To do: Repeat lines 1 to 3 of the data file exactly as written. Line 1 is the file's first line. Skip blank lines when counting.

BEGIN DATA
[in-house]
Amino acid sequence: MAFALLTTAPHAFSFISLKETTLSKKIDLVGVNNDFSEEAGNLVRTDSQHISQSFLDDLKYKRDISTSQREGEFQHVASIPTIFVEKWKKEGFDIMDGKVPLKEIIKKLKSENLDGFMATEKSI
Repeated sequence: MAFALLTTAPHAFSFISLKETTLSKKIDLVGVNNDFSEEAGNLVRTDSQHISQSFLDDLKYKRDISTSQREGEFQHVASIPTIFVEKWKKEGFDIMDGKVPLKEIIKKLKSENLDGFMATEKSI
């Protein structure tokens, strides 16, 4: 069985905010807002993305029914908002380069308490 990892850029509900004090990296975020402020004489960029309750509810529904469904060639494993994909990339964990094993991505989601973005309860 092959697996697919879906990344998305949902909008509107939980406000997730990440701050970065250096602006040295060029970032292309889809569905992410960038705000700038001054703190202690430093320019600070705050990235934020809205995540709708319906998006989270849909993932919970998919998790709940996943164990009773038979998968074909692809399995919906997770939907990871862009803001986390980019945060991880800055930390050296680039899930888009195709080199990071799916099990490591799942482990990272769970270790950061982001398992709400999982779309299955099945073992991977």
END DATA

[in-house]
Amino acid sequence: MAFALLTTAPHAFSFISLKETTLSKKIDLVGVNNDFSEEAGNLVRTDSQHISQSFLDDLKYKRDISTSQREGEFQHVASIPTIFVEKWKKEGFDIMDGKVPLKEIIKKLKSENLDGFMATEKSI
Repeated sequence: MAFALLTTAPHAFSFISLKETTLSKKIDLVGVNNDFSEEAGNLVRTDSQHISQSFLDDLKYKRDISTSQREGEFQHVASIPTIFVEKWKKEGFDIMDGKVPLKEIIKKLKSENLDGFMATEKSI